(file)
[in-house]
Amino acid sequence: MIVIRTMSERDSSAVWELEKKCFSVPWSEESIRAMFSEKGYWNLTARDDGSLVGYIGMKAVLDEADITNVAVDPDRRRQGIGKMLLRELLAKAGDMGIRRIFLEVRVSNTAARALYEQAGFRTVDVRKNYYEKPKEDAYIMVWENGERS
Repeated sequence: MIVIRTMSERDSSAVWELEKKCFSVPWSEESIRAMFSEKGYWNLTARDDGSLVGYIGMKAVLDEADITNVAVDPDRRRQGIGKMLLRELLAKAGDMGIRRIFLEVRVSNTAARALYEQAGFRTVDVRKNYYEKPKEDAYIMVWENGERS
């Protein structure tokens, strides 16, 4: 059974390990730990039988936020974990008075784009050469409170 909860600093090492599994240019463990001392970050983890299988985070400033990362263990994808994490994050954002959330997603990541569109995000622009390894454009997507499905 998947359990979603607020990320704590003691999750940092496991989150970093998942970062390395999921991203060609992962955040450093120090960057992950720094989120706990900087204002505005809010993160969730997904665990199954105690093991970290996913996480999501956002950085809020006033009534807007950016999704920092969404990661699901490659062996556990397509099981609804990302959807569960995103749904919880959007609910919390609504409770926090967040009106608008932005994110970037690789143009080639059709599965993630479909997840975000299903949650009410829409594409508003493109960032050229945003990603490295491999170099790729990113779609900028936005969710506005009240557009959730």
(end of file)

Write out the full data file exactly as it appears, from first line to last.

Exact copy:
[in-house]
Amino acid sequence: MIVIRTMSERDSSAVWELEKKCFSVPWSEESIRAMFSEKGYWNLTARDDGSLVGYIGMKAVLDEADITNVAVDPDRRRQGIGKMLLRELLAKAGDMGIRRIFLEVRVSNTAARALYEQAGFRTVDVRKNYYEKPKEDAYIMVWENGERS
Repeated sequence: MIVIRTMSERDSSAVWELEKKCFSVPWSEESIRAMFSEKGYWNLTARDDGSLVGYIGMKAVLDEADITNVAVDPDRRRQGIGKMLLRELLAKAGDMGIRRIFLEVRVSNTAARALYEQAGFRTVDVRKNYYEKPKEDAYIMVWENGERS
């Protein structure tokens, strides 16, 4: 059974390990730990039988936020974990008075784009050469409170 909860600093090492599994240019463990001392970050983890299988985070400033990362263990994808994490994050954002959330997603990541569109995000622009390894454009997507499905 998947359990979603607020990320704590003691999750940092496991989150970093998942970062390395999921991203060609992962955040450093120090960057992950720094989120706990900087204002505005809010993160969730997904665990199954105690093991970290996913996480999501956002950085809020006033009534807007950016999704920092969404990661699901490659062996556990397509099981609804990302959807569960995103749904919880959007609910919390609504409770926090967040009106608008932005994110970037690789143009080639059709599965993630479909997840975000299903949650009410829409594409508003493109960032050229945003990603490295491999170099790729990113779609900028936005969710506005009240557009959730």